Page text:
Siva contains many contradictory elements and an untamed passion; he can be seen as both good and evil. His behavior is often extreme, especially when without Parvati. “Paradox is the very heart of Saiva mythology” (O’Flaherty 300-337). He is an ascetic that abstains from all worldly pleasures while at other times; he is a hedonist that gives in to his every whim. “Although the apparently contradictory strains of Siva’s nature may well have originated from different times and places, they have resulted in a composite deity who is unquestionably whole to his devotees; this is why the Hindus accept and even glorify what might otherwise seem a meaningless patchwork, a crazy quilt of metaphysics” (O’Flaherty 300-337). It is Siva’s contradictions that make him whole and more realistic because upon reflection, it is apparent that humans also have contradictions and this makes Siva more relatable. The way Siva achieves balance is through his marriage with Sati and later her reincarnation, Parvati. “Together they are fertile, generative, and equilibrating, but apart they are potentially destructive” (Handelman 133-170). Siva also achieves balance with Kali, however with Kali; he is the calm to her destructive nature, showing that Siva contains both the wild and out of control as well as stabilizing aspects in his nature. The inclusion of the Kali myths demonstrate that Siva contains duality and balance within his own personality.
The Devi Goddesses, Parvati and Kali
Since Parvati is the reincarnation of Sati, the two are often seen as the same goddess; two lives of the same goddess. Parvati, Sati, comes back to the world for the purpose of bearing Siva’s child to the world. There are many versions of the myth of Parvati and how she becomes mother to Siva’s offspring. This is a synopsis of the history of Parvati: there was a demon named Taraka terrorizing the world and the only way this demon could be defeated and balance restored was by the offspring of Siva. Since Siva did not have any children and had no interest in having any sort of family, Sati was convinced to return to the world to persuade Siva to have an offspring. Parvati gains Siva’s admiration by performing tapas, cutting herself off from the world and mastering her physical needs. When they are finally married and make love, they are interrupted and Siva’s seed is spilled outside Parvati. It is eventually deposited into the Ganges River and becomes the child Karttikeya, also called Skanda and other names. He returns to his parents and saves the world and restores balance by defeating the demon Taraka. Parvati raises Karttikeya as her own son but she also creates a second son, Ganesa, on her own. The reason Parvati decides to have the second child is to guard for her so she can have privacy. When Siva returns, Ganesa does not allow him in and Siva cuts his head off. Parvati demands that Siva brings their son back to life so Siva grabs the head of an elephant and places it on the boy’s body. The complete family is Siva, Parvati, and their two sons, each created individually by one of the parents.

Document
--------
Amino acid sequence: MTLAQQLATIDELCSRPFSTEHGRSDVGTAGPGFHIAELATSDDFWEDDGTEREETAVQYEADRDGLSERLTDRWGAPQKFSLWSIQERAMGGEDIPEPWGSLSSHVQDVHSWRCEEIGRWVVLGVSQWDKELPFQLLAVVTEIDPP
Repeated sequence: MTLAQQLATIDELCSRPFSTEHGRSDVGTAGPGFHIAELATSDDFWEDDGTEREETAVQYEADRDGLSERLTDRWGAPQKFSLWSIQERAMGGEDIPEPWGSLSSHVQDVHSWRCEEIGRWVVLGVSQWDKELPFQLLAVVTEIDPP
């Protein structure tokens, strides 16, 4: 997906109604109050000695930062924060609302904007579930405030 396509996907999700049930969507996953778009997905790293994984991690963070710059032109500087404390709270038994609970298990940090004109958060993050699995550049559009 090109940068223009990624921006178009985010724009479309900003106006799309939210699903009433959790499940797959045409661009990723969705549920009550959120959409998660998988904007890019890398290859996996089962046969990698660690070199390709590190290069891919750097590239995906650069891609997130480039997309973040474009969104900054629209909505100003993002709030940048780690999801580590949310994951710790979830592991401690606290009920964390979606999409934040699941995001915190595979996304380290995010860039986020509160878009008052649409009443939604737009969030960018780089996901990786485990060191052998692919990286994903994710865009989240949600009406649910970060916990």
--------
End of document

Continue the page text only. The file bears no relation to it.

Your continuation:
Even though Parvati is the daughter of the Himalayas and lures Siva out of his ascetic isolation by becoming an ascetic herself, she values the household and society. She “represents the beauty and attraction of worldly, sexual life, which cherishes the house society rather than the forest, the mountains, or ascetic life” (Kinsley, Hindu Goddesses 46). The couple represents the tension between the ideals of the ascetic and the householder. Siva has no desire for family or in settling down but Parvati desires, in fact is born, to marry Siva and have children. “Contact with his properly cultured spouse seems to connect him with ordinary social reality and temporarily domesticates him” (Yocum 119). While Parvati does partially domesticate Siva, she does not fully succeed in achieving her desire for a “normal” life. For instance, Parvati desires a proper home but they never do . Also, Siva retains his wild, ascetic appearance, and continues some of his wild behavior. Since Siva is a god of many extremes, it is Parvati’s role to be the tamer of these extremes, both ascetic and sexual and create balance. Siva never fully gives in to her desires as a householder and she never goes back to asceticism so they remain in a constant state of tension or balance.